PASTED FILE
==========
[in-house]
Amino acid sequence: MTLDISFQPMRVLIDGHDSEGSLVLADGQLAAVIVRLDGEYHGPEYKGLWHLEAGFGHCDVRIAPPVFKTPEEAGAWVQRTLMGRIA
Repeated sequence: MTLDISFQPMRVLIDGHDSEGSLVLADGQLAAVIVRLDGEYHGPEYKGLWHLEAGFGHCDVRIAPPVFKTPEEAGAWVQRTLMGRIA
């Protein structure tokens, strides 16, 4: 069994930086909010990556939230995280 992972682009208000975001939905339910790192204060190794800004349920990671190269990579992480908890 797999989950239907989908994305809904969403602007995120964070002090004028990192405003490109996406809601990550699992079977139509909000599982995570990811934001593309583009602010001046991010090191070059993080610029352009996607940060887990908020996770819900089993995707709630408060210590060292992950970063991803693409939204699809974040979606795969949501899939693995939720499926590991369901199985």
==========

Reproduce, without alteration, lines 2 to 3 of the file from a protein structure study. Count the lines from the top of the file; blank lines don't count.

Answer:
Amino acid sequence: MTLDISFQPMRVLIDGHDSEGSLVLADGQLAAVIVRLDGEYHGPEYKGLWHLEAGFGHCDVRIAPPVFKTPEEAGAWVQRTLMGRIA
Repeated sequence: MTLDISFQPMRVLIDGHDSEGSLVLADGQLAAVIVRLDGEYHGPEYKGLWHLEAGFGHCDVRIAPPVFKTPEEAGAWVQRTLMGRIA